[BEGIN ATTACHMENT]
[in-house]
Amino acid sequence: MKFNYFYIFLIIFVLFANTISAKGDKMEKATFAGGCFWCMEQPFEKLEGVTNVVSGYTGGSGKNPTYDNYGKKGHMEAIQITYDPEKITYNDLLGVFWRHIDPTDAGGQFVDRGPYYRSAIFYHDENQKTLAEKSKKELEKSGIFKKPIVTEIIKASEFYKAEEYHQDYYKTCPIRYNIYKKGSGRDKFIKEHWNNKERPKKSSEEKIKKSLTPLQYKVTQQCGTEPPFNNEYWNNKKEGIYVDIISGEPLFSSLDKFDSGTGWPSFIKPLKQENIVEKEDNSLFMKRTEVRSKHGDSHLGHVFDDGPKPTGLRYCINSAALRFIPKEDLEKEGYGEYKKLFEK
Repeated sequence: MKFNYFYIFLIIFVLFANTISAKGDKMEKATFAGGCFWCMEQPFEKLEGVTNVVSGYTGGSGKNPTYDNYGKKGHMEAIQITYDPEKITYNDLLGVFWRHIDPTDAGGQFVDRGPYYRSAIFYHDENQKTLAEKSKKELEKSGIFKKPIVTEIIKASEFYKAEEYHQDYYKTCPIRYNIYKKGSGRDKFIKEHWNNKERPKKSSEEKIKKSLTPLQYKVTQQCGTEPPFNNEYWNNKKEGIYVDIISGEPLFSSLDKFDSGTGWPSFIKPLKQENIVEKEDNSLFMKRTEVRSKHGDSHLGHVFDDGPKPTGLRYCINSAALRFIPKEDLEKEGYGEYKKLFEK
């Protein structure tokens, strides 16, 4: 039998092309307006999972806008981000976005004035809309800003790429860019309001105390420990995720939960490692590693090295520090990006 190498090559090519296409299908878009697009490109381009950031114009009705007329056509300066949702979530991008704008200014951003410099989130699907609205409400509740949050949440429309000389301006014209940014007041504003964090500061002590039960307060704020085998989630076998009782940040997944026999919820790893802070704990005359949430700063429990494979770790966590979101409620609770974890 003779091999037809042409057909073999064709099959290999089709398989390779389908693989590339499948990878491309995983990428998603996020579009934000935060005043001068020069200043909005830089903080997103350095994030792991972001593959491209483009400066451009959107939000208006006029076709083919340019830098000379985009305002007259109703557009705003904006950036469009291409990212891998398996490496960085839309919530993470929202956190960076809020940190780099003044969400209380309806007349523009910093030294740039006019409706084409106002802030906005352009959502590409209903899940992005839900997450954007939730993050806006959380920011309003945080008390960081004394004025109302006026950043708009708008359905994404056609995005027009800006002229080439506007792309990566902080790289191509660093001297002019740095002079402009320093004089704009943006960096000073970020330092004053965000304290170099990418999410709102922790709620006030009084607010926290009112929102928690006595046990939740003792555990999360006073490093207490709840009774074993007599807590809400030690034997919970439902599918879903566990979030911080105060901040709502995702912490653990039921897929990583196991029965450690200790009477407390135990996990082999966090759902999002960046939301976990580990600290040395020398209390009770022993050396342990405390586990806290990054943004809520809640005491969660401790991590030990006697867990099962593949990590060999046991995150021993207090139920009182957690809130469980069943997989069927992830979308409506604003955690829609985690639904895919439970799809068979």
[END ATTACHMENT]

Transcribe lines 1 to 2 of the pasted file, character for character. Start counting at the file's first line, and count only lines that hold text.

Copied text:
[in-house]
Amino acid sequence: MKFNYFYIFLIIFVLFANTISAKGDKMEKATFAGGCFWCMEQPFEKLEGVTNVVSGYTGGSGKNPTYDNYGKKGHMEAIQITYDPEKITYNDLLGVFWRHIDPTDAGGQFVDRGPYYRSAIFYHDENQKTLAEKSKKELEKSGIFKKPIVTEIIKASEFYKAEEYHQDYYKTCPIRYNIYKKGSGRDKFIKEHWNNKERPKKSSEEKIKKSLTPLQYKVTQQCGTEPPFNNEYWNNKKEGIYVDIISGEPLFSSLDKFDSGTGWPSFIKPLKQENIVEKEDNSLFMKRTEVRSKHGDSHLGHVFDDGPKPTGLRYCINSAALRFIPKEDLEKEGYGEYKKLFEK